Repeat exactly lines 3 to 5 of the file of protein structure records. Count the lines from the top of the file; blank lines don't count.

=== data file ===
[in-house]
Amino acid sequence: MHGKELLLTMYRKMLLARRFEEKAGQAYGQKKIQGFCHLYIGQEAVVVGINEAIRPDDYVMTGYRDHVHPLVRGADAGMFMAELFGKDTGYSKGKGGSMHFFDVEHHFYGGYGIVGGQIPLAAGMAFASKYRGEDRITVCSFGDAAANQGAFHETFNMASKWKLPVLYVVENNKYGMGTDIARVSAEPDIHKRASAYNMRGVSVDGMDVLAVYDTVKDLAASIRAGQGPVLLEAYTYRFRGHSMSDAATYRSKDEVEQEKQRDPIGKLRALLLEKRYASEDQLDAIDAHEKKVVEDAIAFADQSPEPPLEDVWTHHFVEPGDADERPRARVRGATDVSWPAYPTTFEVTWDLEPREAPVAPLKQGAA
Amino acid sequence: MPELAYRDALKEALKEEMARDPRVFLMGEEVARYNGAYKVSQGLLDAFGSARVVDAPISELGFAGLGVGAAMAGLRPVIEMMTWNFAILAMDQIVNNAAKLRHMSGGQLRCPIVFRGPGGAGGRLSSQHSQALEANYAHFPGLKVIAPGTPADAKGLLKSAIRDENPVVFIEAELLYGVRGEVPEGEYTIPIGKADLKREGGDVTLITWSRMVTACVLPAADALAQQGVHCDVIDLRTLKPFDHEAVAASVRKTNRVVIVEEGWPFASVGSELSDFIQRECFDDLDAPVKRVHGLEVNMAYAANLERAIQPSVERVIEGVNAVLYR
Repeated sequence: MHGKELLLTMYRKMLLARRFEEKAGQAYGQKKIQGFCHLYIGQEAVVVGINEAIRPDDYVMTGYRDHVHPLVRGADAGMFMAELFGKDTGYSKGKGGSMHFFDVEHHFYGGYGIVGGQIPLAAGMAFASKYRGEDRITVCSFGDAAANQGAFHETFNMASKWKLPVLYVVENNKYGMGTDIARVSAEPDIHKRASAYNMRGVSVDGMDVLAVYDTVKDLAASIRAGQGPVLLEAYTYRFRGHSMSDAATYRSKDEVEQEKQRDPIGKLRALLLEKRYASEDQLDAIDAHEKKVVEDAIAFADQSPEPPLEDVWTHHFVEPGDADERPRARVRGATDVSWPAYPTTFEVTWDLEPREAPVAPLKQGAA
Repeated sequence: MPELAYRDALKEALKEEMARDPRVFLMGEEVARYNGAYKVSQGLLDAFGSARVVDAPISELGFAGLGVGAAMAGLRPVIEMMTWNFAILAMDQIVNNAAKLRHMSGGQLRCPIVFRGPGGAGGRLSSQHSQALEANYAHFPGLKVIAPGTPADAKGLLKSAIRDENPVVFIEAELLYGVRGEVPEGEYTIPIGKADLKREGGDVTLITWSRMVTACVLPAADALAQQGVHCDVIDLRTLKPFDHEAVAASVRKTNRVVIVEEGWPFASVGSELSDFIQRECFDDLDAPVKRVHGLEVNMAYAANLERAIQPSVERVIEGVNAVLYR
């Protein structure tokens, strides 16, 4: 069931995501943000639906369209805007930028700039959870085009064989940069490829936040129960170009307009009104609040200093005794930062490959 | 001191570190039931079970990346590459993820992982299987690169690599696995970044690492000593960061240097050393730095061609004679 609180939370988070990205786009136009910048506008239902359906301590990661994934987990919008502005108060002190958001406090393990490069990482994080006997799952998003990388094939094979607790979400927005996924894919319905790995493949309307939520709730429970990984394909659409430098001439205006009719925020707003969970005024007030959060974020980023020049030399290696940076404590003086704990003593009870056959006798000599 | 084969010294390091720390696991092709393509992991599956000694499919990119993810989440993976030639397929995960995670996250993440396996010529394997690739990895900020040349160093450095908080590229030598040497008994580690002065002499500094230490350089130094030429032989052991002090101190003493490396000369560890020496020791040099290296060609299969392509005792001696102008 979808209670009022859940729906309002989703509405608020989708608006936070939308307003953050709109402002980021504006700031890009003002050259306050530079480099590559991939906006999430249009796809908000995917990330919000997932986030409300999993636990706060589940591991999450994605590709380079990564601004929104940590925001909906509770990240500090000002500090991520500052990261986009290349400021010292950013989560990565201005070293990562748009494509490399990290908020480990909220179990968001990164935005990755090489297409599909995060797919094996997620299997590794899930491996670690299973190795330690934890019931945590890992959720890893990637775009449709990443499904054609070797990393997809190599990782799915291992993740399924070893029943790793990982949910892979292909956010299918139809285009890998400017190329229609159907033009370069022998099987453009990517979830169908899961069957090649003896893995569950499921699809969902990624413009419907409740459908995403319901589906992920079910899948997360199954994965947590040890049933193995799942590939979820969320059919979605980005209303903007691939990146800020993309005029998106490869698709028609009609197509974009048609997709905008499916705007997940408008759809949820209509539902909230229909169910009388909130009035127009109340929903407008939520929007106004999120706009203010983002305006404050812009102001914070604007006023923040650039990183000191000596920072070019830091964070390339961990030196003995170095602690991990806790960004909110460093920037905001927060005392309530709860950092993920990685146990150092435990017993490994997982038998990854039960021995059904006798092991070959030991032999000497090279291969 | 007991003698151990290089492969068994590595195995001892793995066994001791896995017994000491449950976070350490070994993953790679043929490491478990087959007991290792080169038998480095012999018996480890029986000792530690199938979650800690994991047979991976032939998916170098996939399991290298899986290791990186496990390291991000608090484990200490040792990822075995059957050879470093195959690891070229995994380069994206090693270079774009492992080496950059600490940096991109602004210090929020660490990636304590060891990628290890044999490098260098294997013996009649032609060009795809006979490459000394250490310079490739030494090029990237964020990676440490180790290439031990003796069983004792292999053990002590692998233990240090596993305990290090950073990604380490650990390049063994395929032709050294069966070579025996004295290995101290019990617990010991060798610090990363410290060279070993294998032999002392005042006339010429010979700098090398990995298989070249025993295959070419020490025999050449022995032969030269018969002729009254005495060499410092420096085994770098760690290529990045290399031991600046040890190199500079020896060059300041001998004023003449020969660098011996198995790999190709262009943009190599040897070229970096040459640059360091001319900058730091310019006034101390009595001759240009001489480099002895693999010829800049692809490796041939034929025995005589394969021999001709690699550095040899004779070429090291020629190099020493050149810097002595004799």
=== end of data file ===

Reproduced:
Amino acid sequence: MPELAYRDALKEALKEEMARDPRVFLMGEEVARYNGAYKVSQGLLDAFGSARVVDAPISELGFAGLGVGAAMAGLRPVIEMMTWNFAILAMDQIVNNAAKLRHMSGGQLRCPIVFRGPGGAGGRLSSQHSQALEANYAHFPGLKVIAPGTPADAKGLLKSAIRDENPVVFIEAELLYGVRGEVPEGEYTIPIGKADLKREGGDVTLITWSRMVTACVLPAADALAQQGVHCDVIDLRTLKPFDHEAVAASVRKTNRVVIVEEGWPFASVGSELSDFIQRECFDDLDAPVKRVHGLEVNMAYAANLERAIQPSVERVIEGVNAVLYR
Repeated sequence: MHGKELLLTMYRKMLLARRFEEKAGQAYGQKKIQGFCHLYIGQEAVVVGINEAIRPDDYVMTGYRDHVHPLVRGADAGMFMAELFGKDTGYSKGKGGSMHFFDVEHHFYGGYGIVGGQIPLAAGMAFASKYRGEDRITVCSFGDAAANQGAFHETFNMASKWKLPVLYVVENNKYGMGTDIARVSAEPDIHKRASAYNMRGVSVDGMDVLAVYDTVKDLAASIRAGQGPVLLEAYTYRFRGHSMSDAATYRSKDEVEQEKQRDPIGKLRALLLEKRYASEDQLDAIDAHEKKVVEDAIAFADQSPEPPLEDVWTHHFVEPGDADERPRARVRGATDVSWPAYPTTFEVTWDLEPREAPVAPLKQGAA
Repeated sequence: MPELAYRDALKEALKEEMARDPRVFLMGEEVARYNGAYKVSQGLLDAFGSARVVDAPISELGFAGLGVGAAMAGLRPVIEMMTWNFAILAMDQIVNNAAKLRHMSGGQLRCPIVFRGPGGAGGRLSSQHSQALEANYAHFPGLKVIAPGTPADAKGLLKSAIRDENPVVFIEAELLYGVRGEVPEGEYTIPIGKADLKREGGDVTLITWSRMVTACVLPAADALAQQGVHCDVIDLRTLKPFDHEAVAASVRKTNRVVIVEEGWPFASVGSELSDFIQRECFDDLDAPVKRVHGLEVNMAYAANLERAIQPSVERVIEGVNAVLYR